Ginnegappen and achenebbish, do you remember those forgotten words?

Arcade and Blev game !? It arose as a schoolwork from Marinka. “I wanted to do something with the language and found the booklet“ 1,000 forgotten words to cherish ”in the library. I was curious to see if these words could be of added value in the time we live in now, she says.


In the game, cards with forgotten words and cards with illustrations are placed on the table. “On the basis of the image link, players have to guess from each other what words in their heads have forgotten.” But the main purpose is to clarify those links.

Marinka believes forgotten words can provide a connection and hopes to do so with the game. “Forgotten words are often an incentive to start a conversation, and memories of nostalgia can emerge during a card game,” she explains.

Ancient words and their meaning

Back Bar: Stylish black mens coat

Pierrewire: A loose-headed person or a strange personality

ludduvuddu: heartbreak

Laughter: Laughing or banter

Picetanes: a drink

Ashenebish: Shabby

So the idea is to connect the different generations and bring them closer together. “This can lead to great conversations,” says Marinka. “Grandparents can share memories this way and on the other hand children learn to think creatively. I really hope I can sell the game, so I started crowdfunding.”

Language barrier?

You hardly hear the forgotten words anymore, but in the meantime lots of new words are being added. Doesn’t this create a language barrier between different generations?

According to Vivian Waszink of the Dutch Language Institute, we like to stick with the words that are there, even though they are not used anymore. “We fear that these forgotten words will disappear, and all sorts of attempts are made to preserve these words. Most people are hesitant about new words.”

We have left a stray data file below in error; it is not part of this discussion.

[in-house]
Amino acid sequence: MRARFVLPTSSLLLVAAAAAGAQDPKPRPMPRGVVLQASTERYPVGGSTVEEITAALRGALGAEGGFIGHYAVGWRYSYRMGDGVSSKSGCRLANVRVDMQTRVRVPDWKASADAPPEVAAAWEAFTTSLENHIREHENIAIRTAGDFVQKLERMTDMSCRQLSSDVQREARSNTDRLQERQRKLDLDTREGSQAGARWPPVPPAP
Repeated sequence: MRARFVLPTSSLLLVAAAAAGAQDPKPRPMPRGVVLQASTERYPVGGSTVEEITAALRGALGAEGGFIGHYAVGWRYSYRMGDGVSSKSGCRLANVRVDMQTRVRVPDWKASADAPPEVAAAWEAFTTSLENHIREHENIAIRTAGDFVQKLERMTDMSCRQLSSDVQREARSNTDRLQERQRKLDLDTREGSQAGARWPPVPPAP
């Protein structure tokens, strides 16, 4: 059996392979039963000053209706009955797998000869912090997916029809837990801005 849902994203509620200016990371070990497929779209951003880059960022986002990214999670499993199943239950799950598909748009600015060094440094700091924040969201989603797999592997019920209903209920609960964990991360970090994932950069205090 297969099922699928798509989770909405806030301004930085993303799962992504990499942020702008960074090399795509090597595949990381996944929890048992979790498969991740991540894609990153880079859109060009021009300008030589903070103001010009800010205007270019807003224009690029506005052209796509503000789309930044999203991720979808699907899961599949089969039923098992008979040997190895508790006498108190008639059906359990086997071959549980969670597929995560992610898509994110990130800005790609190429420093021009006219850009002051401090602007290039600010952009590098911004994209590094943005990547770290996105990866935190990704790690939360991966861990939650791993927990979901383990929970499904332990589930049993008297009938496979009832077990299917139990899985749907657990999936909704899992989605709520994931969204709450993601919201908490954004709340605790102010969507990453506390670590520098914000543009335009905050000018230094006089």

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Often these new words will disappear again. “It’s not that they replace old words. Often times words coexist. The fact that they are used more often now, especially by young people, does not mean replacing the word quarrel or fuss,” explains Waszink. from.


There is a good chance that an elderly person will have difficulty following a conversation among young people. But Wassinki still thinks the language barrier isn’t so bad. “Young people use their own language among themselves. You can see that it is used mainly in those situations,” she says. “When young people talk to someone a little older, you will generally see that they know very well that they have to convert to the general Dutch language.”

New words and their meaning

herres: literally means “destruction” but it is used mainly by young people to refer to a kind of “chaos.”

Get the tjaps: Get the food.

Fatou: Joking, Joker

draris: friends

I go Roku: You’re devastated about something, to laugh

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